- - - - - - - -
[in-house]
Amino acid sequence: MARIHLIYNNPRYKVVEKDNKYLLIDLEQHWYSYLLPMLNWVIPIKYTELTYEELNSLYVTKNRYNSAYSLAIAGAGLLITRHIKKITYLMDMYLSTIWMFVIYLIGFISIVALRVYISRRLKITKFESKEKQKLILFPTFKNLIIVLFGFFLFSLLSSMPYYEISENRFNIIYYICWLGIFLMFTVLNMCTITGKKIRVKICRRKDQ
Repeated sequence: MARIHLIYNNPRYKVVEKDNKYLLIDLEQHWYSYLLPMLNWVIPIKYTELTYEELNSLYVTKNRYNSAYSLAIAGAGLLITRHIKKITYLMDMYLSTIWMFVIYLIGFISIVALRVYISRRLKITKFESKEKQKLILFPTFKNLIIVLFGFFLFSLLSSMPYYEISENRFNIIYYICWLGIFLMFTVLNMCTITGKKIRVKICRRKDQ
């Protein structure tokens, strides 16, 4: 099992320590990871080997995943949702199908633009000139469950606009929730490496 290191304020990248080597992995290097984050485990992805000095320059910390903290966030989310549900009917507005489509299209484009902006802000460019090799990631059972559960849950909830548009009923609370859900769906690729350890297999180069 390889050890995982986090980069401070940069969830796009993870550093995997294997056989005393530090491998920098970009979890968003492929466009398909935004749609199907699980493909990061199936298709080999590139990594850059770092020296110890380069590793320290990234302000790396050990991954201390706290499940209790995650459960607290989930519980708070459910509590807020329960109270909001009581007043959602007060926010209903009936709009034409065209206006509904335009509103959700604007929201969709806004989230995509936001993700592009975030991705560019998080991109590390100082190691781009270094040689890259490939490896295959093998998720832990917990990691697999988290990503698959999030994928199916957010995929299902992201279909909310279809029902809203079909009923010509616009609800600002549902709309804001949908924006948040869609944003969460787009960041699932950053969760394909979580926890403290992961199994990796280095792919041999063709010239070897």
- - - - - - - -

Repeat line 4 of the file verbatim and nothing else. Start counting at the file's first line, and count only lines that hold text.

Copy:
């Protein structure tokens, strides 16, 4: 099992320590990871080997995943949702199908633009000139469950606009929730490496 290191304020990248080597992995290097984050485990992805000095320059910390903290966030989310549900009917507005489509299209484009902006802000460019090799990631059972559960849950909830548009009923609370859900769906690729350890297999180069 390889050890995982986090980069401070940069969830796009993870550093995997294997056989005393530090491998920098970009979890968003492929466009398909935004749609199907699980493909990061199936298709080999590139990594850059770092020296110890380069590793320290990234302000790396050990991954201390706290499940209790995650459960607290989930519980708070459910509590807020329960109270909001009581007043959602007060926010209903009936709009034409065209206006509904335009509103959700604007929201969709806004989230995509936001993700592009975030991705560019998080991109590390100082190691781009270094040689890259490939490896295959093998998720832990917990990691697999988290990503698959999030994928199916957010995929299902992201279909909310279809029902809203079909009923010509616009609800600002549902709309804001949908924006948040869609944003969460787009960041699932950053969760394909979580926890403290992961199994990796280095792919041999063709010239070897």